Ernesto Roberto RAMIREZ, Appellant (Defendant), v. STATE of Indiana, Appellee (Plaintiff).
On Petition to Transfer from the Indiana Court of Appeals, No. 45A05–1204–CR–224.
Every accused has a constitutionally protected right to an impartial jury. We have long recognized that even one juror's unauthorized contacts and communications may poison the entire jury, but we rely upon trial courts to decide whether a mistrial is the cure. Unfortunately, we have given trial courts inconsistent guidance on both how to make this determination and whether the accused must prove prejudice. Today we clarify our precedent: Defendants are entitled to a rebuttable presumption of prejudice when they can show by a preponderance of the evidence that an unauthorized, extra-judicial contact or communication with jurors occurred, and that the contact or communication pertained to the matter before the jury.
In this case, though, Ernesto Ramirez failed to prove that a juror's extraneous contact and communications related to his case. As a result, he was not entitled to a presumption of prejudice, and the trial court properly denied his motion for mistrial. We also summarily affirm Ramirez's sentence.
Background and Procedural History
Five days into Ramirez's trial for murder and criminal gang activity, Juror 282 wrote a note to the trial court about an incident at her home the night before: “I was out to eat and my neighbor called me and said that the neighbor below me heard gunshots upstairs and running around and told them I was a jury member in a case.” She also told the other jurors of this incident. The trial court excused Juror 282 from the jury after she said that she could not render an impartial verdict. Ramirez moved for a mistrial, arguing that Juror 282's disclosure of the incident to the other jurors “taint[ed] the whole jury” and prevented a “fair trial.” After interviewing all the jurors outside the presence of the jury with counsel present, the trial court denied Ramirez's motion, finding that Juror 282's incident was coincidental and the jury could remain impartial.
The jury found Ramirez guilty of murder and criminal gang activity, but in a second phase acquitted him of a criminal gang enhancement. The trial court sentenced him to sixty-two years for murder and two years for criminal gang activity, served consecutively. Ramirez appealed, arguing that the trial court erred in refusing to grant a mistrial and that his sixty-two year murder sentence was inappropriate. We will discuss additional facts as needed.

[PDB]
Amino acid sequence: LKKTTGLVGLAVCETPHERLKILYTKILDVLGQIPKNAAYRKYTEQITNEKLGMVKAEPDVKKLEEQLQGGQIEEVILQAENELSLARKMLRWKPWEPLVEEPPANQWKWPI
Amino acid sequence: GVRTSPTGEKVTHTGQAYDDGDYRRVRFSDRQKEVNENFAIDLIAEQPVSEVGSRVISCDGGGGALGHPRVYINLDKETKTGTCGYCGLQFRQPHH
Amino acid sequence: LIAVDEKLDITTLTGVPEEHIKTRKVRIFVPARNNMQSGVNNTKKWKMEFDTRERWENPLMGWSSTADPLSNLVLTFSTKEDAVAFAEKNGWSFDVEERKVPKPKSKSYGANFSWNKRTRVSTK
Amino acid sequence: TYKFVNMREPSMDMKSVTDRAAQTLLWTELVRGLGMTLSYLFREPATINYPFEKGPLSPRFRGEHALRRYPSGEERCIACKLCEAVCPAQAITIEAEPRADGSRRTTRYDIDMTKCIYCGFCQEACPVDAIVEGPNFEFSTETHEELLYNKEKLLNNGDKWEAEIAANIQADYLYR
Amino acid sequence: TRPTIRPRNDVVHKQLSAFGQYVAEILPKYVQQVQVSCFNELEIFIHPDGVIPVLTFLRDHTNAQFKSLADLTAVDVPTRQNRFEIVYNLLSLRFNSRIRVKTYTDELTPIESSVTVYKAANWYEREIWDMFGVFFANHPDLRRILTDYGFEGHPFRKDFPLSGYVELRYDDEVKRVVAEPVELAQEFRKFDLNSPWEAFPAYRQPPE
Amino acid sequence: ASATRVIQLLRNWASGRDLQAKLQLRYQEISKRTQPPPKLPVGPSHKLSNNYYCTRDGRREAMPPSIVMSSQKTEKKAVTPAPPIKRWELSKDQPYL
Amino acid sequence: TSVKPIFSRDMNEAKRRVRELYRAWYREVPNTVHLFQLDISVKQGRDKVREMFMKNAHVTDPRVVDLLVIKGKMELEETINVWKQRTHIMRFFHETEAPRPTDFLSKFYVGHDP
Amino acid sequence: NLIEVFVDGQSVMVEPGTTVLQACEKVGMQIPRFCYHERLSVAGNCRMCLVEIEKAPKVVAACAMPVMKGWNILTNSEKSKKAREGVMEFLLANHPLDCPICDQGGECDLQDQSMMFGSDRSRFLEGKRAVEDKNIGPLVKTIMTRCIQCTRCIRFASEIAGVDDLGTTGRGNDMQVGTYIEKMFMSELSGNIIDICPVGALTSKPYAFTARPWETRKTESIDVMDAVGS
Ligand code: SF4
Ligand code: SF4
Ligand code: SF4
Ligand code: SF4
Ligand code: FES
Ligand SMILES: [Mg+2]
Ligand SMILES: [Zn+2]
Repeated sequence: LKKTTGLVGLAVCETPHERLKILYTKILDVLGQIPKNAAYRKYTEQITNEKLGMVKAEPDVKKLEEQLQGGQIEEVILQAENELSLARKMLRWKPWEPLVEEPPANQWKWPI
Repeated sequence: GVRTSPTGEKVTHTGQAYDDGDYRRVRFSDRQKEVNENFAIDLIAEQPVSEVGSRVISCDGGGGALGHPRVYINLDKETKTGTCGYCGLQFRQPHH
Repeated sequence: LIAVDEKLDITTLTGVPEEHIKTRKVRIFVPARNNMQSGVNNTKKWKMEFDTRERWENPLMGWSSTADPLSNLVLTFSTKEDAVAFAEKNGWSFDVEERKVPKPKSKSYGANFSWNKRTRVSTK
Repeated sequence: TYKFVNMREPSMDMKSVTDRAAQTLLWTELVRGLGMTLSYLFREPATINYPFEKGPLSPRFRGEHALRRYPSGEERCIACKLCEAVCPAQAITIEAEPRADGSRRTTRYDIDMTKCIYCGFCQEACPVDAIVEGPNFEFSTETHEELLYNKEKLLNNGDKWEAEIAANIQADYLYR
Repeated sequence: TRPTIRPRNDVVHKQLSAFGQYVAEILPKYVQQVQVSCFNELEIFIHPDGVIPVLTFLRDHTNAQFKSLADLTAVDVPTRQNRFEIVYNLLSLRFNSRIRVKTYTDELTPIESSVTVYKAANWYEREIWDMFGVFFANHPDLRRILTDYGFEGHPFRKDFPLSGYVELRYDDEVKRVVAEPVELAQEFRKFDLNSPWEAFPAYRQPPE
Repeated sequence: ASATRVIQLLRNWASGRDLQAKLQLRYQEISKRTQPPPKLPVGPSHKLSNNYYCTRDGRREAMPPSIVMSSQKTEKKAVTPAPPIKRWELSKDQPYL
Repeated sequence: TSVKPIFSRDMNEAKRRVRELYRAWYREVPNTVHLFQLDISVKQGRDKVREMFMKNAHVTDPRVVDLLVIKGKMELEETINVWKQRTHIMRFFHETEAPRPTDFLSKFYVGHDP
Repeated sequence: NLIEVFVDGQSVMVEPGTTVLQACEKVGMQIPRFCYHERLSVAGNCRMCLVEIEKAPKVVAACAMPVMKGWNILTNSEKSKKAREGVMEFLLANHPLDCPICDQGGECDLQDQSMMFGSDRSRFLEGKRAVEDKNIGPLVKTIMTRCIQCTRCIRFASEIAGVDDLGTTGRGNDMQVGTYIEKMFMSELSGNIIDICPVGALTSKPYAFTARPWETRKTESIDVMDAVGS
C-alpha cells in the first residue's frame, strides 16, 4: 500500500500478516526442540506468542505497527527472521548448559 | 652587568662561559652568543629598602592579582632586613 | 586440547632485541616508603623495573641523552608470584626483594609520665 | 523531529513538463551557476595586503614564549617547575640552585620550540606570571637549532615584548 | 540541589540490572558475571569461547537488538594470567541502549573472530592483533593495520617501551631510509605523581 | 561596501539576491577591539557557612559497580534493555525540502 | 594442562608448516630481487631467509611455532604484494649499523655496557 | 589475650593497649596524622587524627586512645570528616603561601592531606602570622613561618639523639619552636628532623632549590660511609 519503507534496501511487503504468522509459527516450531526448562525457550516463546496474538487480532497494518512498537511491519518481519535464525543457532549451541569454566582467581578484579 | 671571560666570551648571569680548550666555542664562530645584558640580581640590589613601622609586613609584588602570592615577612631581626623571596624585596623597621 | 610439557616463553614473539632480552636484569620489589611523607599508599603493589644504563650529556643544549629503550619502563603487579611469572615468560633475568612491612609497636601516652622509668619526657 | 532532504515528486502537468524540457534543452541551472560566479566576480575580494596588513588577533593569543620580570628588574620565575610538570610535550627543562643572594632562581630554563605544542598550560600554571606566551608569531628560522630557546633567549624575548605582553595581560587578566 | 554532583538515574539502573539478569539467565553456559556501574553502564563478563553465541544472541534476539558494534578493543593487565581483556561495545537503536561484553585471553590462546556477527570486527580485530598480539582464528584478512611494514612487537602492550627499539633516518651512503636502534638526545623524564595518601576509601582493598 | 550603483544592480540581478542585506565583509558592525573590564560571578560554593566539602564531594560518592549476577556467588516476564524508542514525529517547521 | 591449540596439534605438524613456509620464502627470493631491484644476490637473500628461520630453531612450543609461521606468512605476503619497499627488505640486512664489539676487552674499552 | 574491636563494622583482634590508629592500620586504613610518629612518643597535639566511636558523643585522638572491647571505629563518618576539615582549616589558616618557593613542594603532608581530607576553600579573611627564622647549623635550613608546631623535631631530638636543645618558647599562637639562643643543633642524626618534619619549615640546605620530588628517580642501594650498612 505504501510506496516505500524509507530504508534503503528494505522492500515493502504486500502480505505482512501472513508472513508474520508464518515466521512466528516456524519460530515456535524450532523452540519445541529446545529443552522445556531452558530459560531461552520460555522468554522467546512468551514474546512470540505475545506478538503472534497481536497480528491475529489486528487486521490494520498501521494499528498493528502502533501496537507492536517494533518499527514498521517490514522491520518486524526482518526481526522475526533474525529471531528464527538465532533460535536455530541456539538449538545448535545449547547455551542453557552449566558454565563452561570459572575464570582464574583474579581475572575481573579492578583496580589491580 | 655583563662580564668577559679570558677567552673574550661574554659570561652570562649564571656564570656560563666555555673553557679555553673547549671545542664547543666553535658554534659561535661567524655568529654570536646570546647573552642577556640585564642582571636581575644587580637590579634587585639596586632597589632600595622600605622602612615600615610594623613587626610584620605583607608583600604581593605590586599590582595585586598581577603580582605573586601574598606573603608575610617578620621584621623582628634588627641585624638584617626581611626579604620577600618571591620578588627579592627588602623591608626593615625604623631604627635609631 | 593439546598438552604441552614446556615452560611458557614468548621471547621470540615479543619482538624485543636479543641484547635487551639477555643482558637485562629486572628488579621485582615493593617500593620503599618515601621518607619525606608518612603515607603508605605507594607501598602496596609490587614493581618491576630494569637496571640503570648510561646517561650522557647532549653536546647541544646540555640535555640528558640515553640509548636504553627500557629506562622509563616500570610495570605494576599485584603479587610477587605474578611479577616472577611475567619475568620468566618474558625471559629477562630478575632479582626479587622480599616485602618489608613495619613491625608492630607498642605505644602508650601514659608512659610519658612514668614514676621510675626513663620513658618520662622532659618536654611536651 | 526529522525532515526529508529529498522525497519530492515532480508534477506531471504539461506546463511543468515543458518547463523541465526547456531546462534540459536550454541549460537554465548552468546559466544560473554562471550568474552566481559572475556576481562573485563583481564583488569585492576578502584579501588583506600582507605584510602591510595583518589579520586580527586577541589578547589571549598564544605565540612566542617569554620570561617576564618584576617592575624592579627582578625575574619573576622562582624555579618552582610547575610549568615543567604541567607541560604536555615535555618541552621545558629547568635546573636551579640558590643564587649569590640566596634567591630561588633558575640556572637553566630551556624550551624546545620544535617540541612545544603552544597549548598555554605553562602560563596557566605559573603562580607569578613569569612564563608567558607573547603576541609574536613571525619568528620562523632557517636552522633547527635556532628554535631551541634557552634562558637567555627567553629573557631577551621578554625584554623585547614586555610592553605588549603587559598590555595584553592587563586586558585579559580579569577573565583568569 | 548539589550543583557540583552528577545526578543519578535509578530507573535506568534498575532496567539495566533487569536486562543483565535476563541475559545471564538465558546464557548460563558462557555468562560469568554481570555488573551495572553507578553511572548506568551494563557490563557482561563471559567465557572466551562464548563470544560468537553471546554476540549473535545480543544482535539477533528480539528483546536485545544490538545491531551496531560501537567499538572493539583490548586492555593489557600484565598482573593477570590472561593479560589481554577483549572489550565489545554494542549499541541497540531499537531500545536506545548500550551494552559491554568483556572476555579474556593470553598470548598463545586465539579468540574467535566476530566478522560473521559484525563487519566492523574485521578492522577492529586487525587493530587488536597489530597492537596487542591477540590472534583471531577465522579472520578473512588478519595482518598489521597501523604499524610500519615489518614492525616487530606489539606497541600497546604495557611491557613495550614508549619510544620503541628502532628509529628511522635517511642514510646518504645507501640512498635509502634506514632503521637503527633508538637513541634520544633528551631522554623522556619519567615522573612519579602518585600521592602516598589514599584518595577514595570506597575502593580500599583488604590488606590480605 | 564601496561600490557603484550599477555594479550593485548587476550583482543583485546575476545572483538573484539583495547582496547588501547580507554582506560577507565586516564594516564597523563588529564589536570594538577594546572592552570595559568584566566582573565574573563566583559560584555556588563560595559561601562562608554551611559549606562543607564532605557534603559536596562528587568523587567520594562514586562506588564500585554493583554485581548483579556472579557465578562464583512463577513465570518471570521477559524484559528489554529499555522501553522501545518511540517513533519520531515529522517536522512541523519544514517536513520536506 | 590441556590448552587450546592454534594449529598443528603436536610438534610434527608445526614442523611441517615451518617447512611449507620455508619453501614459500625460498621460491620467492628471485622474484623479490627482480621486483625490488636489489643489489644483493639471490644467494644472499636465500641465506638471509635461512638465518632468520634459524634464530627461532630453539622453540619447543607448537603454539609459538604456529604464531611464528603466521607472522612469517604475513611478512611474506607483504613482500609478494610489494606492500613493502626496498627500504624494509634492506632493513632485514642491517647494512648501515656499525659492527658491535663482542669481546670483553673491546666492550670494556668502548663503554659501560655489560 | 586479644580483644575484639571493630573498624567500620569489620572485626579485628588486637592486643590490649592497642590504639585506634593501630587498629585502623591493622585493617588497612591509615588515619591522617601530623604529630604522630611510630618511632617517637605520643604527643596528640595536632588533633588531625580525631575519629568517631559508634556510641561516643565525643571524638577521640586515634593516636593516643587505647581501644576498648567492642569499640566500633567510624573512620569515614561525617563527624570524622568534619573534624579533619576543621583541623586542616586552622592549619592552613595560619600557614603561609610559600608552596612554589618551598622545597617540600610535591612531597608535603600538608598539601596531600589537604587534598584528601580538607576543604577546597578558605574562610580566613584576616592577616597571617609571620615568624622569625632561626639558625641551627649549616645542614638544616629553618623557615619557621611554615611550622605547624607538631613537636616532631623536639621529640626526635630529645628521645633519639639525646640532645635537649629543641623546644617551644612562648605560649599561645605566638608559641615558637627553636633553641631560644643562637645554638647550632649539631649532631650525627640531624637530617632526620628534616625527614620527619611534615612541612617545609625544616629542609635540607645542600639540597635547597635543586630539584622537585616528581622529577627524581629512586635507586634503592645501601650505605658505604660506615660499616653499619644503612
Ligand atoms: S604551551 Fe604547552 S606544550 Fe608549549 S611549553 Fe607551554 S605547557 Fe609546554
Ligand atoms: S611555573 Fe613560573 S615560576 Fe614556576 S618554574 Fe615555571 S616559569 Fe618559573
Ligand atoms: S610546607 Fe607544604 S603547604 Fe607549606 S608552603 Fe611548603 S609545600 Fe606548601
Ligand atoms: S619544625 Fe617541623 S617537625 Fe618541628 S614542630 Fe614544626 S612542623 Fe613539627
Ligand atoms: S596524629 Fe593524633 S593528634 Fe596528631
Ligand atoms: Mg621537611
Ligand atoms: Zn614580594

Standard of Review
A trial court is in the best position to evaluate whether a mistrial is warranted because it can assess first-hand all relevant facts and circumstances and their impact on the jury. See Kelley v. State, 555 N.E.2d 140, 141 (Ind.1990). We therefore review denial of a motion for mistrial only for abuse of discretion. Gregory v. State, 540 N.E.2d 585, 589 (Ind.1989). However, the correct legal standard for a mistrial is a pure question of law, which we review de novo. See Hartman v. State, 988 N.E.2d 785, 788 (Ind.2013).
Discussion and Decision
Ramirez argues the trial court failed to presume prejudice from the alleged jury taint under Remmer v. United States, 347 U.S. 227, 74 S.Ct. 450, 98 L.Ed. 654 (1957), applied the wrong mistrial standard under Indiana precedent, and improperly relied upon juror testimony in refusing to grant a mistrial. The Court of Appeals' memorandum decision correctly held that the trial court properly denied a mistrial. But in reaching that conclusion, the Court of Appeals cited three different mistrial standards and stated, “regardless of which standard is applied, Ramirez is not entitled to a new trial.” Ramirez v. State, No. 45A05–1204–CR–224, slip op. at 7, 984 N.E .2d 258 (Ind.Ct.App. February 19, 2013). We took the Court of Appeals' approach as an indication that our precedent on suspected jury taint has been inconsistent, and we granted transfer to clarify. 987 N.E.2d 521 (Ind.2013).
Federal and Indiana precedent has narrowed the presumption of prejudice to apply in cases where defendants show more than just potential taint—but some Indiana precedent, including our own, has applied that presumption inconsistently. We now clarify its precise scope, and reiterate the proper process for trial courts to address jury taint in the courtroom. We hold that no presumption applies in Ramirez's case, and that the trial court's approach in addressing his allegation of jury taint was correct. On all other issues, we summarily affirm the Court of Appeals. Ind. Appellate Rule 58(A)(2).
I. Historical Development of the Presumption of Prejudice in Jury Taint Cases.